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Opinion

A welcome push for climate-risk disclosure

When two of the largest institutional investment management firms direct their attention to an issue of corporate governance, companies had better prepare to respond.

Vanguard Group, which manages $4 trillion for pension funds, endowments, foundations and individuals, announced early this month that its investment stewardship team has made climate-risk disclosure a priority over the past year.

It joined BlackRock (BLK) Inc. (BLK), which announced in March that enhanced climate-risk disclosure would be an area of focus this year for its investment stewardship team. BlackRock has $5.7 trillion in assets under management.

Given that two firms managing $9 trillion between them have begun to campaign for climate-risk disclosure, most other significant asset management and research firms likely also will take action, if they have not already done so quietly.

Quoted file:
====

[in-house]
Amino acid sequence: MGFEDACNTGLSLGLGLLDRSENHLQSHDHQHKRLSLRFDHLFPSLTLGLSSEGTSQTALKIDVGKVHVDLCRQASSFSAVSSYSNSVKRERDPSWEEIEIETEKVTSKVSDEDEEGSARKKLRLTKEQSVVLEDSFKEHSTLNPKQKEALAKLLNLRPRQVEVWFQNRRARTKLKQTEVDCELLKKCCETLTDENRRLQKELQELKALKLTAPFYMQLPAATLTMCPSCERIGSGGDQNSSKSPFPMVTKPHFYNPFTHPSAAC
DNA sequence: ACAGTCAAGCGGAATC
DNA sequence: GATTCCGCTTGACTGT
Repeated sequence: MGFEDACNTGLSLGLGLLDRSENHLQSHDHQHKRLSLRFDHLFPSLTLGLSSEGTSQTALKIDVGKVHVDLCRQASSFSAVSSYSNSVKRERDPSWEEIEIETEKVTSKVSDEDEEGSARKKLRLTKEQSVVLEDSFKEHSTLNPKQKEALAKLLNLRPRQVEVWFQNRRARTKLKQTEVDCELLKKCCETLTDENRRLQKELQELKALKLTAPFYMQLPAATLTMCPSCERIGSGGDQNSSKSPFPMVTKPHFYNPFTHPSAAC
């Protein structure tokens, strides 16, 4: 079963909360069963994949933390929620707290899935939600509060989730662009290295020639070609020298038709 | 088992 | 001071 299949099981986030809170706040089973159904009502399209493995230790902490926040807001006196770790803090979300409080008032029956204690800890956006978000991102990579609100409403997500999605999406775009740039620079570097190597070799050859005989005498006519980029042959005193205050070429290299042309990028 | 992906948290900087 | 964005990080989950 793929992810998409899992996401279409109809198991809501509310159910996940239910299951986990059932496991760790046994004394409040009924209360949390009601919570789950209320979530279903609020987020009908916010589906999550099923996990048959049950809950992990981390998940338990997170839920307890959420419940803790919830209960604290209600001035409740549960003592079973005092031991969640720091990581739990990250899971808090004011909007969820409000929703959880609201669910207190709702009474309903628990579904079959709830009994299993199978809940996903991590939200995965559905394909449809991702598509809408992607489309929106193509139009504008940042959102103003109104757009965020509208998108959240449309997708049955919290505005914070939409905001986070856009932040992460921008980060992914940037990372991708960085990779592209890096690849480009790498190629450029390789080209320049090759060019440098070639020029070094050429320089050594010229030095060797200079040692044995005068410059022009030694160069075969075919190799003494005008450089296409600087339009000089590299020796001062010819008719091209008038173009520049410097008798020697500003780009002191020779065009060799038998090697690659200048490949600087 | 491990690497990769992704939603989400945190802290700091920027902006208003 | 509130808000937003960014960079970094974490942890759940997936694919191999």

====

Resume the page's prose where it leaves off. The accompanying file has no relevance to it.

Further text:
Therefore, companies should plan to study their exposure to climate change and report to investors on the implications of that exposure. They will be under tremendous pressure to do so.

In making the announcement, a Vanguard executive said: "Climate change represents an evolving set of risks and opportunities for companies in many sectors. … Our discussions have centered on advocating for disclosure of material risks to companies' business prospects and the value of their assets under a range of forward-looking scenarios."

In March, a BlackRock executive said: "Given climate change is a systemic issue, we believe disclosure standards should be developed that are applicable to listed companies across each market and, ideally, that are globally consistent." The executive cited the framework published by the Financial Stability Board's Task Force on Climate-Related Financial Disclosures.

Shareholders and other investors have a right to know what companies know about their climate-risk exposure. Analysts, managers and investors cannot determine a fair price for a company's stock if they do not know the extent of its exposure to climate change and the implications of that exposure on future earnings.​